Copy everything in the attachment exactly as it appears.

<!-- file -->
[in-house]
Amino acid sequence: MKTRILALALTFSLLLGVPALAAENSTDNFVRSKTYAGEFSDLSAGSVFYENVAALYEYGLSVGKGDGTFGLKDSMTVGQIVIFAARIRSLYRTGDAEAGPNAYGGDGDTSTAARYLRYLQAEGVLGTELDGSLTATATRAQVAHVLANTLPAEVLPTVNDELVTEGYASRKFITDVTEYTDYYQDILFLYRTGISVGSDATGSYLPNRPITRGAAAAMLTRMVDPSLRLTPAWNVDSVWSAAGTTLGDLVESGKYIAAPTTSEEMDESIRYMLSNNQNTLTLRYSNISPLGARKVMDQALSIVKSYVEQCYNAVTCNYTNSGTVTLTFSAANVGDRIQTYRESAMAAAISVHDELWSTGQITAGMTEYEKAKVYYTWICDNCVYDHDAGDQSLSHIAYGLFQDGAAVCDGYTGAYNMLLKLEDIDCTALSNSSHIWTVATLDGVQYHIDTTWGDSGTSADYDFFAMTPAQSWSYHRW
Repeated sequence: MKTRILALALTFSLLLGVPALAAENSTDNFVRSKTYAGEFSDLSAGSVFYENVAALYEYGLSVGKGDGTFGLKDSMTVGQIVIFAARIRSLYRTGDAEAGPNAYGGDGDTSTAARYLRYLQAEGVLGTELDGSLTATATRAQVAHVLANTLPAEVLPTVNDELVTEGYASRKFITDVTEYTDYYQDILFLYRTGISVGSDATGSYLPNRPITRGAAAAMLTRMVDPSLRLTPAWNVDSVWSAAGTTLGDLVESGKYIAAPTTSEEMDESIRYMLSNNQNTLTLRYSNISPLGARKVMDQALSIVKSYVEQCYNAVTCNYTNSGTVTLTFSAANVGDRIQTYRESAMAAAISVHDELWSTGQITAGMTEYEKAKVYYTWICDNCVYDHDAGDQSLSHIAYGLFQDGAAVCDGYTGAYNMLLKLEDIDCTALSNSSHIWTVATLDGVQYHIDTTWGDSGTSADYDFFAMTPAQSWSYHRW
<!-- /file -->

[in-house]
Amino acid sequence: MKTRILALALTFSLLLGVPALAAENSTDNFVRSKTYAGEFSDLSAGSVFYENVAALYEYGLSVGKGDGTFGLKDSMTVGQIVIFAARIRSLYRTGDAEAGPNAYGGDGDTSTAARYLRYLQAEGVLGTELDGSLTATATRAQVAHVLANTLPAEVLPTVNDELVTEGYASRKFITDVTEYTDYYQDILFLYRTGISVGSDATGSYLPNRPITRGAAAAMLTRMVDPSLRLTPAWNVDSVWSAAGTTLGDLVESGKYIAAPTTSEEMDESIRYMLSNNQNTLTLRYSNISPLGARKVMDQALSIVKSYVEQCYNAVTCNYTNSGTVTLTFSAANVGDRIQTYRESAMAAAISVHDELWSTGQITAGMTEYEKAKVYYTWICDNCVYDHDAGDQSLSHIAYGLFQDGAAVCDGYTGAYNMLLKLEDIDCTALSNSSHIWTVATLDGVQYHIDTTWGDSGTSADYDFFAMTPAQSWSYHRW
Repeated sequence: MKTRILALALTFSLLLGVPALAAENSTDNFVRSKTYAGEFSDLSAGSVFYENVAALYEYGLSVGKGDGTFGLKDSMTVGQIVIFAARIRSLYRTGDAEAGPNAYGGDGDTSTAARYLRYLQAEGVLGTELDGSLTATATRAQVAHVLANTLPAEVLPTVNDELVTEGYASRKFITDVTEYTDYYQDILFLYRTGISVGSDATGSYLPNRPITRGAAAAMLTRMVDPSLRLTPAWNVDSVWSAAGTTLGDLVESGKYIAAPTTSEEMDESIRYMLSNNQNTLTLRYSNISPLGARKVMDQALSIVKSYVEQCYNAVTCNYTNSGTVTLTFSAANVGDRIQTYRESAMAAAISVHDELWSTGQITAGMTEYEKAKVYYTWICDNCVYDHDAGDQSLSHIAYGLFQDGAAVCDGYTGAYNMLLKLEDIDCTALSNSSHIWTVATLDGVQYHIDTTWGDSGTSADYDFFAMTPAQSWSYHRW